– If Iran is requesting a $5 billion “emergency” loan from the IMF, why not first tap the vast riches controlled Iranian Supreme Leader Ali Khamenei? The regime dictator oversees an organization called Setad that has assets estimated at about $95 billion, according to Reuters. The U.S. Embassy in Baghdad, Iraq, estimates that Khamenei owns assets worth about $200 billion, according to the Washington Free Beacon.
Further reports are pointing the finger at the regime’s continued flights to and from China through the IRGC-affiliated Mahan Air airliner (sanctioned as a terrorism-facilitating entity). The regime’s Mustafa Association has actively been involved in transferring Chinese religious students to Iran despite pleas and criticism from the Iranian people to stop this practice.
Iran’s coronavirus outbreak began in Qom, a city in central Iran, located 125 kilometers (80 miles) southwest of Tehran, and established as the regime’s religious center.
Even the regime’s own media outlets, highly supervised to control criticism targeting the mullahs, ran pieces with headlines such as: “Mysterious virus at Iran’s gates,” as China initiated a lock-down back in January. All the while, travel between China and Iran continued.
In sudden fashion, Iran’s officials announced two coronavirus deaths on February 19 without any prior reporting of cases. Both victims had died in Qom and people immediately began raising suspicions, citing the fact that it usually takes up to two weeks for COVID-19 symptoms to expand and lead to an unfortunate death. Meaning the victims were most likely infected in early February and further fueling suspicions about the regime keeping a lid on the truth since late January or early February for political reasoning.
Iran’s mullahs refused to postpone the February 21 parliamentary election, suffering the lowest voter turnout since the 1979 revolution. The regime sought a highly needed legitimacy boost following the Ukrainian passenger jet blowout disaster, killing all 176 people on-board, and the November 2019 uprising quelling that left over 1,500 dead, more than 8,000 injured and over 12,000 imprisoned.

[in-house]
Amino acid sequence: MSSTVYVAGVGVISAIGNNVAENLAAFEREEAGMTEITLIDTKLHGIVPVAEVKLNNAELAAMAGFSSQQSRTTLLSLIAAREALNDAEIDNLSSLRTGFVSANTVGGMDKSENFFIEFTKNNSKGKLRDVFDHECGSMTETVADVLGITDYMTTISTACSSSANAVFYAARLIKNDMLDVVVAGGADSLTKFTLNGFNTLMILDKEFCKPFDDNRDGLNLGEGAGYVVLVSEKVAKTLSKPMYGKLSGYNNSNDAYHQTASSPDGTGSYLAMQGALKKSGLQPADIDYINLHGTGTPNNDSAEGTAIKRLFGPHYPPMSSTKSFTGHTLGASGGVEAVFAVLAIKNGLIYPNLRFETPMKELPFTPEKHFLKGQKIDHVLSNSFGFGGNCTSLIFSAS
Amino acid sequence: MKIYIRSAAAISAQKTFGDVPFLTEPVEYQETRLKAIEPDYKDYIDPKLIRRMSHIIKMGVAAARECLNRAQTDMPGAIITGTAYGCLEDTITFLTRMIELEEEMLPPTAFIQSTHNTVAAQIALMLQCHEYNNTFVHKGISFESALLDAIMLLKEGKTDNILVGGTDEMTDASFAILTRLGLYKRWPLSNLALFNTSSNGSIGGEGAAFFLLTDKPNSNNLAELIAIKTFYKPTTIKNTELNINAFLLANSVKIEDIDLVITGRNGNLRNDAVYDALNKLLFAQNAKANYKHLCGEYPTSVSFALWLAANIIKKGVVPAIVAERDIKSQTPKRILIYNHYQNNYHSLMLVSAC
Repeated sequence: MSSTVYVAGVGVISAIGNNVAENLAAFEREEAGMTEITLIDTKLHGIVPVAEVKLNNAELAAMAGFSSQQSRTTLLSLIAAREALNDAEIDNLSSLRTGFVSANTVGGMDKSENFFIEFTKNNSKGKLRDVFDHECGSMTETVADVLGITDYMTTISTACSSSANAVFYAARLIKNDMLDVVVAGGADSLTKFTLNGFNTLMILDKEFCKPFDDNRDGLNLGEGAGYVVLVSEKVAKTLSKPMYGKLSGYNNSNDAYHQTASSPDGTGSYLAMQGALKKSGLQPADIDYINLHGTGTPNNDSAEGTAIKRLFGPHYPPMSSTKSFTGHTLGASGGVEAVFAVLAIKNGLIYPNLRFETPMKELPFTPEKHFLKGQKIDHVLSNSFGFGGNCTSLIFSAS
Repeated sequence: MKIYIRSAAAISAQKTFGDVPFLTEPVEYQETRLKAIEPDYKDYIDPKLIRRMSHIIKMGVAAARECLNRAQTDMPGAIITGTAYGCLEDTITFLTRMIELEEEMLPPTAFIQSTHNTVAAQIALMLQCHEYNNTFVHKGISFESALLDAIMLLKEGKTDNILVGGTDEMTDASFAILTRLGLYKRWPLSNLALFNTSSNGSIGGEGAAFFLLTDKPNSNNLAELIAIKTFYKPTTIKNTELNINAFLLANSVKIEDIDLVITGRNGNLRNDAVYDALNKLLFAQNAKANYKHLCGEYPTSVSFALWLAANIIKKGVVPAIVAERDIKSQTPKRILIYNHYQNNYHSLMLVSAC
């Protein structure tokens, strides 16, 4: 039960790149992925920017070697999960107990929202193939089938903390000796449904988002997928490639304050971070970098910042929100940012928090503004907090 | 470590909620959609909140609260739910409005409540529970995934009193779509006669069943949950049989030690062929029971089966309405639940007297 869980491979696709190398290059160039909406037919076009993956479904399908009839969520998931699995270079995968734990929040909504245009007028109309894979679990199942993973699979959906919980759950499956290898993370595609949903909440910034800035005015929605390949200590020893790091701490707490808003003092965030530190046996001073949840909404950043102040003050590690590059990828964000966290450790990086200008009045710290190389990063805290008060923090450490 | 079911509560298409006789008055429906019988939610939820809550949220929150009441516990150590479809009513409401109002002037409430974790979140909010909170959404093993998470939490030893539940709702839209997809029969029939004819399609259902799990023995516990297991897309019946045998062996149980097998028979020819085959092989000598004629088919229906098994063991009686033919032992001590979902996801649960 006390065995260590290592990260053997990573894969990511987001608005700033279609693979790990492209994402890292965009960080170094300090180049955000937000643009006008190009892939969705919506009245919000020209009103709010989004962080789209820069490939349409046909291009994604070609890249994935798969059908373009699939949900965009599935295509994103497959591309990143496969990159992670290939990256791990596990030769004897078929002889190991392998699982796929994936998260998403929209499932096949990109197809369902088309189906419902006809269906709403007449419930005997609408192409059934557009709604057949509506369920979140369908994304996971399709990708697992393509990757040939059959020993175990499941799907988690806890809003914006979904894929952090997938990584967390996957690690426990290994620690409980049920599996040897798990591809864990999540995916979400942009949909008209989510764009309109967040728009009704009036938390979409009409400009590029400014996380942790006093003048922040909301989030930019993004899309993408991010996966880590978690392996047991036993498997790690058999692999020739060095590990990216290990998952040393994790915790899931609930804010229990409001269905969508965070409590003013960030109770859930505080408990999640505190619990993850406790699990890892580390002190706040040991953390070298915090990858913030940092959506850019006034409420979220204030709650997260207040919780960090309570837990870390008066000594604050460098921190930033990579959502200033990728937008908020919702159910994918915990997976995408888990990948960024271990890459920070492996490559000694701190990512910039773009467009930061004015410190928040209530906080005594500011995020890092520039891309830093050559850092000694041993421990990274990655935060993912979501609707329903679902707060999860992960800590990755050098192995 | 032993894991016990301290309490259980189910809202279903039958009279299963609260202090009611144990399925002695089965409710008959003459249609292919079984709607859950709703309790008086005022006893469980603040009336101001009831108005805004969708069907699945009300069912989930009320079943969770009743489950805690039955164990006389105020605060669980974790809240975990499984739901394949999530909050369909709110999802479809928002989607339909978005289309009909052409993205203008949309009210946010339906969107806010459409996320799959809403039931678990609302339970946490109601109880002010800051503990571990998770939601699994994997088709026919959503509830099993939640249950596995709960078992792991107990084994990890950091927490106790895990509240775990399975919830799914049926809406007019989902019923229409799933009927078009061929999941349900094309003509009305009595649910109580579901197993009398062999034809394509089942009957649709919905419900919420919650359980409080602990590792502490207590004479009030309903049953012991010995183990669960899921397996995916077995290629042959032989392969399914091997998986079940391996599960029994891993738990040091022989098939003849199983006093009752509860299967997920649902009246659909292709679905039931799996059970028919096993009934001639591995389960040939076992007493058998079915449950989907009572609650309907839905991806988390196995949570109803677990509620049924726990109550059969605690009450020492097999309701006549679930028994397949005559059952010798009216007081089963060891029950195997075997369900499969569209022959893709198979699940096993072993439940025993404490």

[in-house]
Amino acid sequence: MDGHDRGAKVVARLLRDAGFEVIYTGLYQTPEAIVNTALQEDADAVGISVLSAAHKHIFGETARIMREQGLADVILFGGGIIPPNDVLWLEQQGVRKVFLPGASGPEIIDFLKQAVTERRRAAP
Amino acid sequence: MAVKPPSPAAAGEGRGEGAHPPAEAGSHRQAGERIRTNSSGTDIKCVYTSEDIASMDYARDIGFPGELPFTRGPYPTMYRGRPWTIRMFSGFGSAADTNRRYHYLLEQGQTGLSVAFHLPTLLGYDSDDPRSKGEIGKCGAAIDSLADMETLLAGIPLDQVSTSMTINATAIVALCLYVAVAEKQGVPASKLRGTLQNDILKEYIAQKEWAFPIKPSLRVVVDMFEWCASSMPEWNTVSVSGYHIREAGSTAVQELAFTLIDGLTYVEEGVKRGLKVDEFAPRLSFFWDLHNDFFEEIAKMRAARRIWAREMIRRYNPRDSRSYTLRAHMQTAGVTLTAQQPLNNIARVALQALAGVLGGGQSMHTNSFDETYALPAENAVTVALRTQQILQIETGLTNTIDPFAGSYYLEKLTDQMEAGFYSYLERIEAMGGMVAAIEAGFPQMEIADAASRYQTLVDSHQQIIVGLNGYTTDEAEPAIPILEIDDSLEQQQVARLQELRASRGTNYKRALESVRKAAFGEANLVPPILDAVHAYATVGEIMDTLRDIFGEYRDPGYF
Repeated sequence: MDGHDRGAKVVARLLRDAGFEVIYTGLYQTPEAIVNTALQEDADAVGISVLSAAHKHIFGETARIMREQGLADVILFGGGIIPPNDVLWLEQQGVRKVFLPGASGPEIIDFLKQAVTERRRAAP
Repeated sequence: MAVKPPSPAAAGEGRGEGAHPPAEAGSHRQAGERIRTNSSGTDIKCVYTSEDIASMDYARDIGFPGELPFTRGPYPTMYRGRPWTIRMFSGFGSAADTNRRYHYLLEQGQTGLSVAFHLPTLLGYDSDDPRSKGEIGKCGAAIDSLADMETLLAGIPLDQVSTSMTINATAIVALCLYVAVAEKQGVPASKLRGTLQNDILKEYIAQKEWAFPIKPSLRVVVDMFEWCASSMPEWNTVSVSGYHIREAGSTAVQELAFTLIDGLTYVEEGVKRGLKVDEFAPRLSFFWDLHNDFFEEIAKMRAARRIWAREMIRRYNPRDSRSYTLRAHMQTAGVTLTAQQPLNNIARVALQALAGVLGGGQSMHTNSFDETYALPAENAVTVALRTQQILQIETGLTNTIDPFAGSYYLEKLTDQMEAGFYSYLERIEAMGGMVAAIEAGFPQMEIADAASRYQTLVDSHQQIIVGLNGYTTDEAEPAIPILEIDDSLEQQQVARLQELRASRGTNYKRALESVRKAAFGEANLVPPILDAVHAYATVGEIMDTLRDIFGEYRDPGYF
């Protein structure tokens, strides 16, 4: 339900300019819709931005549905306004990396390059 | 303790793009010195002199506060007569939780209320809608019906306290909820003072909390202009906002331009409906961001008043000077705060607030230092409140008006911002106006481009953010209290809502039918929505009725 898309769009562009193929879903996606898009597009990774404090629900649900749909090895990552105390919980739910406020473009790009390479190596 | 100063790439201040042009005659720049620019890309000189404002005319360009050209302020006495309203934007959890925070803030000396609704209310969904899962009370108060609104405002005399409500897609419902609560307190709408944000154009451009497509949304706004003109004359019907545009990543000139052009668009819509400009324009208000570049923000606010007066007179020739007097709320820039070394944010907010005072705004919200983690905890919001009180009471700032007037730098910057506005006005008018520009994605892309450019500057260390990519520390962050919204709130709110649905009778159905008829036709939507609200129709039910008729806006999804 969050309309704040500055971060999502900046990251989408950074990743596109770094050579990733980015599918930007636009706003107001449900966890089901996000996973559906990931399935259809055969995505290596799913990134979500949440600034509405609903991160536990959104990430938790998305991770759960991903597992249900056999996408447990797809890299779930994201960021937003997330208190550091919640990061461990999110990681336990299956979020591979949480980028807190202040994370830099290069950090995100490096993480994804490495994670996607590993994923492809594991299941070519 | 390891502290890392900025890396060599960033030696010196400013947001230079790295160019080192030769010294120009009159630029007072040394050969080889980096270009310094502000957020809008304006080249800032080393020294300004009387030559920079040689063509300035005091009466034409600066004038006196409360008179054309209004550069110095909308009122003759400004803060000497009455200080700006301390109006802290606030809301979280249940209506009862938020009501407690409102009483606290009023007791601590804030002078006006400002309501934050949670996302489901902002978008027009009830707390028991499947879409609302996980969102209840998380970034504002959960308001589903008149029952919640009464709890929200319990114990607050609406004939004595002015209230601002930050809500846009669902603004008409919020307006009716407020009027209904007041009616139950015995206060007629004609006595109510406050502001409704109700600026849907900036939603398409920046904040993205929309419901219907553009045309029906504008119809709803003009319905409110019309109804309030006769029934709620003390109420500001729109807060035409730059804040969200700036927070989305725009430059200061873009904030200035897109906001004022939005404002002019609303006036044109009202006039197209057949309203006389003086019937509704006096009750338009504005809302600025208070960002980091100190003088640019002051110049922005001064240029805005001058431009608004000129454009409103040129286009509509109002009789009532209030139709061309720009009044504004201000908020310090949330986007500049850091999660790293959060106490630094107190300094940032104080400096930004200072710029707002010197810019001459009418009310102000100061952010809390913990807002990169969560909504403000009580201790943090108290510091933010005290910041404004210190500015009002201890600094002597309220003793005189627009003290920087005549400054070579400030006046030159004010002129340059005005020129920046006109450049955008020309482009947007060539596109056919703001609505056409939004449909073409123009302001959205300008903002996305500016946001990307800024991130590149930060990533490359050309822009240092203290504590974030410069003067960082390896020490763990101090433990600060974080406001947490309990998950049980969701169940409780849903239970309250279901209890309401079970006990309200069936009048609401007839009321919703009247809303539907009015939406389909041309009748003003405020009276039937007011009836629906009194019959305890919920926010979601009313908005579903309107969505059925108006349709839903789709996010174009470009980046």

For more than a month officials even refused to close highly visited religious sites in Qom and Mashhad, the country’s second largest city in northeast Iran. Such large gatherings provided adequate environments for COVID-19 to spread exponentially. Adding insult to injury, the regime’s religious officials actually encouraged the public to visit these shrines and went as far as claiming the sites cure illnesses.
Unfortunately, the virus spread with rapid speed and hazmat-suited workers are seen burying coronavirus victims across the country. The Washington Post published a report about trenches and graves being prepared at such a scale in Qom that they could be viewed from space.
In fear of escalating public outrage over the regime’s concealment, officials are now desperate to whitewash their previous failures. “We found out a little late that the coronavirus had entered Iran because we mistook it for the flu,” said Reza Malekzadeh, a deputy health minister.
Knowing the crisis is getting out of control, the regime is resorting to desperate measures both inside the country and abroad. Signs indicate the mullahs’ military and IRGC apparatus are showing a more active presence on the streets, indicating that officials view the COVID-19 epidemic as a potential security threat to their rule. This is especially concerning as a slate of prisons across the country are witnessing riots by inmates protesting the authorities’ refusal to at least provide temporary leave during the coronavirus epidemic.
In parallel fashion, Tehran apologists and lobbyists are parroting talking points in a last ditch effort to maybe turn the tide of sanctions against the U.S.
What remains certain is the fact that the mullahs’ regime ruling Iran could care less about the Iranian people and the main focus is preserving its rule at all costs.
The regime in Iran, not sanctions, is to blame for the coronavirus epidemic in this country. Joining the U.S. maximum pressure policy will in fact support the Iranian people in the long run of their struggle against the mullahs’ regime.